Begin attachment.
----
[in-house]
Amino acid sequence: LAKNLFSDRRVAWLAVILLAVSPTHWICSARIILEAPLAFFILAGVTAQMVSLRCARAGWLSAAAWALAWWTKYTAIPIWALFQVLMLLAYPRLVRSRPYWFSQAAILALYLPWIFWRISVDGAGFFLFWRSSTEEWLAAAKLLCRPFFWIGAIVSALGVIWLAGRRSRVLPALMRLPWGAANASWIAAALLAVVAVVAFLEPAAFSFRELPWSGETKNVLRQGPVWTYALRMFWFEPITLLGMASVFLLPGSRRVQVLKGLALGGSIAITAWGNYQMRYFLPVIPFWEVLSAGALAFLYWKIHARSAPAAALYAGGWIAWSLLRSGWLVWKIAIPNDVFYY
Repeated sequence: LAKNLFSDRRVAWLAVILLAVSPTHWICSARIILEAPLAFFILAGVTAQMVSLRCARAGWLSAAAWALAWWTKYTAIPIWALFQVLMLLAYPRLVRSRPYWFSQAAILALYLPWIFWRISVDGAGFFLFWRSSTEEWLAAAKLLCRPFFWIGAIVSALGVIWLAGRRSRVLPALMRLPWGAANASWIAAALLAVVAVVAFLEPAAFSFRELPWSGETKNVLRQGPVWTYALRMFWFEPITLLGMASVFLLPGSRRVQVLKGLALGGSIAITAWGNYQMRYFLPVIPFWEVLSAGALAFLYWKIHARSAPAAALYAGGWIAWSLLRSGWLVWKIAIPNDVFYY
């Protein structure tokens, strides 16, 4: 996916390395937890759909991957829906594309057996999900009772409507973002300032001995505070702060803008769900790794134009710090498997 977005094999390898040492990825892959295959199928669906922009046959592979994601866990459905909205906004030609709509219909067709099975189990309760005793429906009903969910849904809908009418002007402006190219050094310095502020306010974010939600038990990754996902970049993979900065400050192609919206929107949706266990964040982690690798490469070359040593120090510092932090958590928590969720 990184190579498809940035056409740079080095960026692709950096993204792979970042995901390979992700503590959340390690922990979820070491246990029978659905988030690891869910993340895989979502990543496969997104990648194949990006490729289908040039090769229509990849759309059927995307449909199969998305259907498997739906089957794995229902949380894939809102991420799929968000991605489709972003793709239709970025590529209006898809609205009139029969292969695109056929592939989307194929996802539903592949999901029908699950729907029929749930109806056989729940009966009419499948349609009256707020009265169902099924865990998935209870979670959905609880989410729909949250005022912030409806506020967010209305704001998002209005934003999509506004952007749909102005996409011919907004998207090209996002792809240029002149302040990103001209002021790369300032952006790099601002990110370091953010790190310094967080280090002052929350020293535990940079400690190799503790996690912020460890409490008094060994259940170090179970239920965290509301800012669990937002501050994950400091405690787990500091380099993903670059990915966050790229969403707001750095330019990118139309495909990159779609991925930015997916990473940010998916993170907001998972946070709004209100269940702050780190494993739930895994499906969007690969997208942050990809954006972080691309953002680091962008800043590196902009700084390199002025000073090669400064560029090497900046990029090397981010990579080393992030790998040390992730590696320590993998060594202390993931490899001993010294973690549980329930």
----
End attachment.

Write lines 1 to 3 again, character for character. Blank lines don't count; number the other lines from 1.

[in-house]
Amino acid sequence: LAKNLFSDRRVAWLAVILLAVSPTHWICSARIILEAPLAFFILAGVTAQMVSLRCARAGWLSAAAWALAWWTKYTAIPIWALFQVLMLLAYPRLVRSRPYWFSQAAILALYLPWIFWRISVDGAGFFLFWRSSTEEWLAAAKLLCRPFFWIGAIVSALGVIWLAGRRSRVLPALMRLPWGAANASWIAAALLAVVAVVAFLEPAAFSFRELPWSGETKNVLRQGPVWTYALRMFWFEPITLLGMASVFLLPGSRRVQVLKGLALGGSIAITAWGNYQMRYFLPVIPFWEVLSAGALAFLYWKIHARSAPAAALYAGGWIAWSLLRSGWLVWKIAIPNDVFYY
Repeated sequence: LAKNLFSDRRVAWLAVILLAVSPTHWICSARIILEAPLAFFILAGVTAQMVSLRCARAGWLSAAAWALAWWTKYTAIPIWALFQVLMLLAYPRLVRSRPYWFSQAAILALYLPWIFWRISVDGAGFFLFWRSSTEEWLAAAKLLCRPFFWIGAIVSALGVIWLAGRRSRVLPALMRLPWGAANASWIAAALLAVVAVVAFLEPAAFSFRELPWSGETKNVLRQGPVWTYALRMFWFEPITLLGMASVFLLPGSRRVQVLKGLALGGSIAITAWGNYQMRYFLPVIPFWEVLSAGALAFLYWKIHARSAPAAALYAGGWIAWSLLRSGWLVWKIAIPNDVFYY